Freedom to choose. That’s what the War in Heaven was all about. We couldn’t afford to lose agency then, and we can’t afford to lose it now. And that includes the freedom to “worship how, where, or what [we] may” (Articles of Faith 1:11). That’s why the Prophet Joseph Smith said, “I am bold to declare before Heaven that I am just as ready to die in defending the rights of a Presbyterian, a Baptist, or a good man of any other denomination [as for a Mormon]; for the same principle which would trample upon the rights of the Latter-day Saints would trample upon the rights of the Roman Catholics, or of any other denomination who may be unpopular and too weak to defend themselves” (Teachings of Presidents of the Church: Joseph Smith [2007], 345).

In addition to maintaining religious freedom as an eternal principle (even God will not remove the agency of any of His children), there are some potentially severe consequences if we lose the freedom to worship, speak, and live according to our beliefs.

  • You could lose your job or leadership positions for expressing religious beliefs—even outside of work. For instance, CEOs, newscasters, judges, teachers, doctors, professors, firefighters, Olympians, graduate students, and many others have been fired, pressured to resign, or intimidated for donating money or simply saying that they support the traditional view of marriage.

  • You might be required to hide your religion or perform tasks at work that go against your beliefs. Does it seem fair, for example, that a doctor who opposes abortion on a religious or moral basis be required to perform one even though numerous other doctors nearby are willing? Should you be forced to wear an immodest uniform when it’s not necessary for your job function?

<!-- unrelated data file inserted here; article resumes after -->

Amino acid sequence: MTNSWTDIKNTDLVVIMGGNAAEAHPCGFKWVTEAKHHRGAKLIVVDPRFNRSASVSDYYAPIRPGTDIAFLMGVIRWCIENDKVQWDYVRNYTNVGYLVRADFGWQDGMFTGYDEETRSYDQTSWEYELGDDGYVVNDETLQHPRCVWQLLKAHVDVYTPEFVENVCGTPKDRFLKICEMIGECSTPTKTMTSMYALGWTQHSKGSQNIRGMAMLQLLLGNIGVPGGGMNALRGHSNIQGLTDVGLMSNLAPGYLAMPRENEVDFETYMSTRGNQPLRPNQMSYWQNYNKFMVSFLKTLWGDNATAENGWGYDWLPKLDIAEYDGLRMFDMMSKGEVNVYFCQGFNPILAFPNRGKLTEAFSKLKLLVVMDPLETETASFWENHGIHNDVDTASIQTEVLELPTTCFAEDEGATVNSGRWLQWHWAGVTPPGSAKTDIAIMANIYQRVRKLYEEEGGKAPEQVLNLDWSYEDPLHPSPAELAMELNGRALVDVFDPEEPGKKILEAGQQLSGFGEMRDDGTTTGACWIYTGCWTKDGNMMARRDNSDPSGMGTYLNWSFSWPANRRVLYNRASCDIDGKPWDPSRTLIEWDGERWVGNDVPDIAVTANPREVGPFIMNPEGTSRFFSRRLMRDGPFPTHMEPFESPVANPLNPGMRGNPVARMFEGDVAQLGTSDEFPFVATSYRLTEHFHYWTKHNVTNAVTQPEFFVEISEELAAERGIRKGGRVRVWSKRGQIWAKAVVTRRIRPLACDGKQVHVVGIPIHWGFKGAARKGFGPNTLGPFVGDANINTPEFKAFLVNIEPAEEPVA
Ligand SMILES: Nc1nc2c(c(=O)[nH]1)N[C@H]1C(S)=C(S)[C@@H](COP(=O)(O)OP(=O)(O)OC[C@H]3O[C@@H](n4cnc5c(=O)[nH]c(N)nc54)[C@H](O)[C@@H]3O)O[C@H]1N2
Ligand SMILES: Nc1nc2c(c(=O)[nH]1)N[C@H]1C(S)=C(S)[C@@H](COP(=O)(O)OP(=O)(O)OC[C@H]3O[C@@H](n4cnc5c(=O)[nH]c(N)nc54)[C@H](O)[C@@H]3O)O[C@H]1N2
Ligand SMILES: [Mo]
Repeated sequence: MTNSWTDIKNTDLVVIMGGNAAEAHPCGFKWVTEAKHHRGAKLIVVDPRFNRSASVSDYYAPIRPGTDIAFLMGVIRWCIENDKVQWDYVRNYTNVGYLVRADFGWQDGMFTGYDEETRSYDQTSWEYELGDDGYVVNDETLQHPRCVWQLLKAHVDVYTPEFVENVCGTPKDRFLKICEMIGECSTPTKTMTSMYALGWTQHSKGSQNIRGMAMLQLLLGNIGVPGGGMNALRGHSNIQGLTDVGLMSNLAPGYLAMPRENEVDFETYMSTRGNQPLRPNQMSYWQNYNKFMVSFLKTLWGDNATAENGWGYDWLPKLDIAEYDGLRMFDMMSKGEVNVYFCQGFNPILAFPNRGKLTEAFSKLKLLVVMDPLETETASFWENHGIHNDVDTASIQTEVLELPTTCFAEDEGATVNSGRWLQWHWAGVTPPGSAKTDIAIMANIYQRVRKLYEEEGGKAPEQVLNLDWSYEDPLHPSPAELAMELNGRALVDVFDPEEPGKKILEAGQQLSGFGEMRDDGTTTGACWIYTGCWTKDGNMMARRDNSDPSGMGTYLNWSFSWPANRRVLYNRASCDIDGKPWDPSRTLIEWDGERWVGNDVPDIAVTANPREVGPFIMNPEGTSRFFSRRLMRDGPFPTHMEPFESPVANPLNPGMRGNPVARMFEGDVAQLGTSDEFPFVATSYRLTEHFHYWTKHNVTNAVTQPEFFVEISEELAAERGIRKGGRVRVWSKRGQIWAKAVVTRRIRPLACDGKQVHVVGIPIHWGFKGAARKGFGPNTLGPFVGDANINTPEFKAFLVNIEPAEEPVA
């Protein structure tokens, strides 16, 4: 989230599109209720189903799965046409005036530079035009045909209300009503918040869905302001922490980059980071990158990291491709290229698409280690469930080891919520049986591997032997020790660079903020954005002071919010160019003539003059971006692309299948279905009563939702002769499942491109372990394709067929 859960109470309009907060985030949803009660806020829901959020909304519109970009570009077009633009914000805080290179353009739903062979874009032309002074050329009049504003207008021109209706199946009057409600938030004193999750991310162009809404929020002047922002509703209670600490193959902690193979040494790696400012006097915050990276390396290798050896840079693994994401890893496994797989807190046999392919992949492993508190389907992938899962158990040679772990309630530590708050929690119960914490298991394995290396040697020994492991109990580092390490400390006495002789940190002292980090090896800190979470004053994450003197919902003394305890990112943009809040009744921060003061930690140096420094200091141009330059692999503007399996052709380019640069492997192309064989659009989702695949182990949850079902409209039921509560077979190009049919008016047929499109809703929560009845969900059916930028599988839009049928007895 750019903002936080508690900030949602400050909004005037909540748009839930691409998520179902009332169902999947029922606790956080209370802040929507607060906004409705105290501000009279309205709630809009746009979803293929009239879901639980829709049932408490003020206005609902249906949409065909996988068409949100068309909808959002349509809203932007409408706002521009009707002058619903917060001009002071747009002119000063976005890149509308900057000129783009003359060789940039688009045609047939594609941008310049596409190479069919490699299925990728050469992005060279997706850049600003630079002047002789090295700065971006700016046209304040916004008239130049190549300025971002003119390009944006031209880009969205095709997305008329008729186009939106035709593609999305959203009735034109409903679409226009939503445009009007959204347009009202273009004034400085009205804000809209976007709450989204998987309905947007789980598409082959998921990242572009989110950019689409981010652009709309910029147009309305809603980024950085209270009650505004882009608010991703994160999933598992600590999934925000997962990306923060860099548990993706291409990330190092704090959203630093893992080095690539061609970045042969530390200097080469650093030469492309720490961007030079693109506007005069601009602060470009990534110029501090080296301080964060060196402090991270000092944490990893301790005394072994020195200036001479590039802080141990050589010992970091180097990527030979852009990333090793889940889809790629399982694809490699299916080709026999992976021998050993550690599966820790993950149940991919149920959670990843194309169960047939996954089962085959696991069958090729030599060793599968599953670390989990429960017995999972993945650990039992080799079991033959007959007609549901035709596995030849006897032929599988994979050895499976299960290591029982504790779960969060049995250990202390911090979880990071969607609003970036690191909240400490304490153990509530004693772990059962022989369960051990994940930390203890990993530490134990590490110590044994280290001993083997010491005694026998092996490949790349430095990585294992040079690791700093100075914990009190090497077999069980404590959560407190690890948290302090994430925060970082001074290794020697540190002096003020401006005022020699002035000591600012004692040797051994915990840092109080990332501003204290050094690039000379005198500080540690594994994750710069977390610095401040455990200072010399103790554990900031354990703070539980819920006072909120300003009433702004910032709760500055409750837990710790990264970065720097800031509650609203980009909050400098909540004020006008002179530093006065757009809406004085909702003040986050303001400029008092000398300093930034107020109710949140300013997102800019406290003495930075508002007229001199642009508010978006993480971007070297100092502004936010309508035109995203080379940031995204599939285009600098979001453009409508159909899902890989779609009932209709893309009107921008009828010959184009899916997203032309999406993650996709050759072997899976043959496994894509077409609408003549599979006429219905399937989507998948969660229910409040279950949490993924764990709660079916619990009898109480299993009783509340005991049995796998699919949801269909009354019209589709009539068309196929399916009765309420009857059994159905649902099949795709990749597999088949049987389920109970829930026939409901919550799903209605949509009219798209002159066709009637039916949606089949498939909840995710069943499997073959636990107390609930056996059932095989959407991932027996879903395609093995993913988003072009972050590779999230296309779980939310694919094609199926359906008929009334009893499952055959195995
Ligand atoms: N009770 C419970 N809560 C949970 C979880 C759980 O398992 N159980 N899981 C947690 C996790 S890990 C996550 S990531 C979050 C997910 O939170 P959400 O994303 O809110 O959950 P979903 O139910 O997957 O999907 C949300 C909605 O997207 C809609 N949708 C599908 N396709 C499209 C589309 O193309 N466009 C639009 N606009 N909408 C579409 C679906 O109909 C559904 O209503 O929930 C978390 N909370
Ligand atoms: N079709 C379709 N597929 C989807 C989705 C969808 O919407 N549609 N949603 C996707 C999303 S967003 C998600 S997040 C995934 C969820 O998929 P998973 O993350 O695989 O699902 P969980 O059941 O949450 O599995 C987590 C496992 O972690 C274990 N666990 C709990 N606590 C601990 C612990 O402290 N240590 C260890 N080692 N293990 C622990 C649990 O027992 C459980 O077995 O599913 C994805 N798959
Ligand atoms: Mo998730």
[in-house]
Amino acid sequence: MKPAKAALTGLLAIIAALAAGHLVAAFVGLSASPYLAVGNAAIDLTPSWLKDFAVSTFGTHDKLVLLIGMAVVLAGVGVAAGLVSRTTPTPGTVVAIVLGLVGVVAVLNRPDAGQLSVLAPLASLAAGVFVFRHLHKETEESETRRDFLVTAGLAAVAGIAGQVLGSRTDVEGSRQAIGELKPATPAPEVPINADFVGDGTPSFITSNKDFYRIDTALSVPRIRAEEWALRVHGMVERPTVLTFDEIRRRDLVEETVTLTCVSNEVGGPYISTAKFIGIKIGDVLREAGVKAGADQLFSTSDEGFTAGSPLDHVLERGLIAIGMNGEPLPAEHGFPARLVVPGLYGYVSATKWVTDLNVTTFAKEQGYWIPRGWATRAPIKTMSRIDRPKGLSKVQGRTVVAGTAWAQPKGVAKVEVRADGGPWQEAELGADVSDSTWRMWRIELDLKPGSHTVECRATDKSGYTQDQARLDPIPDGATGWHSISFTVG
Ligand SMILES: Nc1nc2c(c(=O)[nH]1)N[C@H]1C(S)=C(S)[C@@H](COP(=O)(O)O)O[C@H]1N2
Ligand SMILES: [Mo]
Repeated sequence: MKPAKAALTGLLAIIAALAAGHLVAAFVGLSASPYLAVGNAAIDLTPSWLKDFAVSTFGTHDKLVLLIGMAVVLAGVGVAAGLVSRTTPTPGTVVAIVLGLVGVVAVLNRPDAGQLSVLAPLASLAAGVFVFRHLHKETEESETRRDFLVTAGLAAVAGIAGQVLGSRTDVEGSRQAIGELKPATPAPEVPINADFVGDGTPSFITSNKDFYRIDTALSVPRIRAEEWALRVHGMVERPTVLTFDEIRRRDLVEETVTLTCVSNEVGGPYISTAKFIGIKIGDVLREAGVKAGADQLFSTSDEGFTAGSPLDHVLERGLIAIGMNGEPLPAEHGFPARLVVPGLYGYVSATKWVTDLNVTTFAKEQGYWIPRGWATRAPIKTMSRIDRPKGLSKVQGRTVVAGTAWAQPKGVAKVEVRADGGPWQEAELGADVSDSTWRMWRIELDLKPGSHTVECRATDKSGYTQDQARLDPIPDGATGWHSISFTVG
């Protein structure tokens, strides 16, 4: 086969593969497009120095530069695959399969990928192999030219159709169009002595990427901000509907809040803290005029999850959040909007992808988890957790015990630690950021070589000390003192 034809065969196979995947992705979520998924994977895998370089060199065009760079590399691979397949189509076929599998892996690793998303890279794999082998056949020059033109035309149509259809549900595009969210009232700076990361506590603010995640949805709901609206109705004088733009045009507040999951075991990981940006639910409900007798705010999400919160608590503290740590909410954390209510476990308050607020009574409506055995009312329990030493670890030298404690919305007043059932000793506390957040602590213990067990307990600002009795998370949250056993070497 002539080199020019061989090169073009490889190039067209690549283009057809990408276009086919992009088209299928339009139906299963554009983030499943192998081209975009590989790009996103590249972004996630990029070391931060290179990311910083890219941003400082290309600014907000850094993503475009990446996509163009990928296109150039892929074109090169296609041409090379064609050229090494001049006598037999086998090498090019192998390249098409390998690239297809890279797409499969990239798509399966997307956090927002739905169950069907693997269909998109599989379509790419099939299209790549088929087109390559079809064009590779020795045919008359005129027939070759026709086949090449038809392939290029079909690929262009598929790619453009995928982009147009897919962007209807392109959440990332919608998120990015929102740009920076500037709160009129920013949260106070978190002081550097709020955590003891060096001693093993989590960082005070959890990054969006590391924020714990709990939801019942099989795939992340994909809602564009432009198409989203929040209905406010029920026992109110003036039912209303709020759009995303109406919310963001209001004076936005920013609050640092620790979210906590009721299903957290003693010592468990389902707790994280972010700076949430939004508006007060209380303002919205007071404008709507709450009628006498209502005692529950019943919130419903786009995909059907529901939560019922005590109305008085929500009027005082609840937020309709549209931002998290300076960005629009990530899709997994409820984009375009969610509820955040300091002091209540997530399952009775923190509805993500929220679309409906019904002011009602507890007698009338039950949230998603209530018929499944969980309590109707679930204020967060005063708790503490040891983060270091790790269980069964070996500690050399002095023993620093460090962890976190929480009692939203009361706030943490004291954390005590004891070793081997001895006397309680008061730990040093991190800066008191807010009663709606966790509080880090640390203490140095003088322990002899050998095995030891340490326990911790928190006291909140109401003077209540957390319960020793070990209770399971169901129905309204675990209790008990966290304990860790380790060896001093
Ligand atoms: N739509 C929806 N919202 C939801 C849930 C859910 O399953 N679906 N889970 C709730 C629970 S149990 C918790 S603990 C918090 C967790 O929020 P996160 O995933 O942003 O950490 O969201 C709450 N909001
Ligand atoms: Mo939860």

• You may be required to work on the Sabbath or religious holidays even when others are willing to take your shift and your employer accommodates other nonreligious interests.

  • Your children in public schools may be required to learn about sexual and gender theories that contradict basic Church teachings. Many public schools already teach sex education in a way that’s fundamentally contrary to Church teachings, and some have required reading lists with explicit content.

  • You may not be able to adopt children or become a foster parent because of your religious beliefs or views on the family.

  • As a business owner or professional, you might lose your license or be fined if you refuse to perform services that are contrary to your religious beliefs. You might even lose professional credentials if you don’t participate in certain activities, even if other co-workers are willing to perform them in your place.

  • You might not be able to create faith-based clubs on college campuses without being required to let people become club members—or even officers—who oppose the club’s religious beliefs.

  • Churches may be forced to employ people who disagree with or refuse to live core values of their faith, threatening their ability to carry out their religious missions.